DC: Considering the adoption of modernist styles (cubism, expressionism, surrealism) by political artists, as detailed in the Dijkstra book, I wonder if anyone can think of serious political artists continuing to work in traditional Renaissance-based realism.
    PS: No one comes to mind immediately, but there are probably people who may not have emerged yet.Questions
    Audience Member: Recently at the UN a tapestry copy of Picasso’s Guernica was veiled during the deliberations on the Iraq war. Any comments?
    PS: This proves that some in power are aware of the power of imagery, not unlike the commissars of Nazi Germany and Stalinist Russia who prohibited so-called Degenerate Art.
    JS: “When a society allows political art to be made without censorship, it?s a sign of real strength.” Only insecure societies and those in jeopardy feel the need to crack down on expression. “All censorship is completely un-American.” Furthermore, if artists today don?t take advantage of the freedom of speech we have, it will be taken away. “These freedoms exist because we use them.”AM: Many post-thaw Soviet dissident artists are in the curious position of having won the political battle while losing their reason for protest and thus the basis of their art.
    JS: When I visited a number of studios in St. Petersburg during the disintegration of the Soviet Union, many artists told me that, ironically, socialist realism was now popular in the West as kitsch, notably statues of Stalin. So the dissident artists have lost out twice.
    DC: Those statues were probably by Lev Tarbel, a prominent and prolific Russian political sculptor, who made (I think) the Saddam Hussein statue recently pulled down in Baghdad. Political art is complicated! I?d like to read a statement made in 1951 by Ben Shahn which describes the current political moment as well. “If either art or society is to survive in the coming half-century, it will be necessary for us to reassess our values. The time is past due for us to decide whether we are a moral people or merely a comfortable people, whether to place our own convenience above the life-struggles of backward nations, whether we place the sanctity of enterprise above the debasement of our public. If it falls to the lot of artists and poets to ask these questions, then the more honorable their role. It is not the survival of art that is at issue, but the survival of the free individual and a civilized society.”AM: In 2001, convinced that the US was going to war with Iraq, horrified about what it had done to Afghanistan, and apprehensive about the Patriot Act, I created a poster and sent copies to friends, who posted them around the country. I was very heartened by the general level of protest activity, and I encourage others in the audience to continue. It was only when dissenting East Germans realized that the secret police could not possibly keep track of large numbers of people that the regime fell.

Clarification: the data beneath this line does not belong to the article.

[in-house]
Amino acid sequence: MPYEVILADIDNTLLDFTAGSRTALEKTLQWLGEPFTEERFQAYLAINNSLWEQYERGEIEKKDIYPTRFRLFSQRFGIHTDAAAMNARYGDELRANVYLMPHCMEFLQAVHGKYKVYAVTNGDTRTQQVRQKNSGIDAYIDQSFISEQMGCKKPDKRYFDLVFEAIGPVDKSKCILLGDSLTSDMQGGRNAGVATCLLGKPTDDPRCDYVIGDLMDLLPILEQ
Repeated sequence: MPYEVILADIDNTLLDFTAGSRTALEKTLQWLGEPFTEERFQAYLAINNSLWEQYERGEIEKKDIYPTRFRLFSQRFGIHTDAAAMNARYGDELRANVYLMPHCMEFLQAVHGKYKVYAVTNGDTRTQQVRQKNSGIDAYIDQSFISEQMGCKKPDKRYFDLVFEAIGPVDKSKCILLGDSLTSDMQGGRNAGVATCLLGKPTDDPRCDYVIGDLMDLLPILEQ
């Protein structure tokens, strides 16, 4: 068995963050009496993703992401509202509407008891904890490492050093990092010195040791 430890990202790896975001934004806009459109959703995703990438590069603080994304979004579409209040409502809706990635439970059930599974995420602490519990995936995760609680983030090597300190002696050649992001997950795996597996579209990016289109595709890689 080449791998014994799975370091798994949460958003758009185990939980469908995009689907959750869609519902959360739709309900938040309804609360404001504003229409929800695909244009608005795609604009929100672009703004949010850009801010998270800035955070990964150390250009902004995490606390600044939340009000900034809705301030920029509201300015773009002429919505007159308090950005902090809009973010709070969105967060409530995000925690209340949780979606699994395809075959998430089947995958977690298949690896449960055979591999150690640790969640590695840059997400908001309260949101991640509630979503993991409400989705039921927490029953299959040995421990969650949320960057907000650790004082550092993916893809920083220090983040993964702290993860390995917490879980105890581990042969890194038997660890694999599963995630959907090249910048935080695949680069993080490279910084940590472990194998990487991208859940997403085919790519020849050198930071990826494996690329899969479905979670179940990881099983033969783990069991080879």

AH: During the Clinton years there were also political issues at stake. Although it is heartening that there is much more interest now in making political work, I hope it will continue after Bush is gone as well.
    JS: Interest in political art has waxed and waned over the last thirty years: “It?s kind of the fashion part of capitalist art.”AM: Isn?t it ironic that Paul Robeson, a very political artist, who was considered so dangerous at one time that he lost his US passport and emigrated to the Soviet Union, has been commemorated on a US postage stamp?AM: Art today in galleries and museums has been co-opted by corporate tastes. The most ostensibly daring trend in the art world in the last ten years has been sensationalistic art like Damien Hirst’s sectioned carcasses. Such works merely masquerade as transgressive or revolutionary art. The art business today is insidious and political, bereft of humanistic values.AM: Is there a difference between political art and art in general? How is political art expressed in the US and in other countries? Are there any new unique trends in political art expression in the US and other countries?
    AH: There is a sort of universality or uniformity to art today, for better or worse. “An MFA show in Bangkok is very similar to an MFA show in San Francisco.” Aside from the question of style, there is political work being done out of inner necessity all over the world, but it is not often exhibited, so “one might have to dig deep” to find adversarial art, as opposed to art based on opportunity, i.e,. more accessible work. Maybe that?s the contradiction in the Zeitgeist between that which goes along with what is opportunistic as opposed to that which is being done underneath, out of necessity.
    PS: The humanist quality of work by Bill Viola can be considered deeply political.

    AM: If you pay attention to what is going on in the political realm and the Bush administration, it appears there is no basis in reality for the Patriot Act and many other new measures. Artists always try to do something new and creative, but what the average viewer needs, and what is needed to compete with the Bush Administration, is a reminder of what is normal.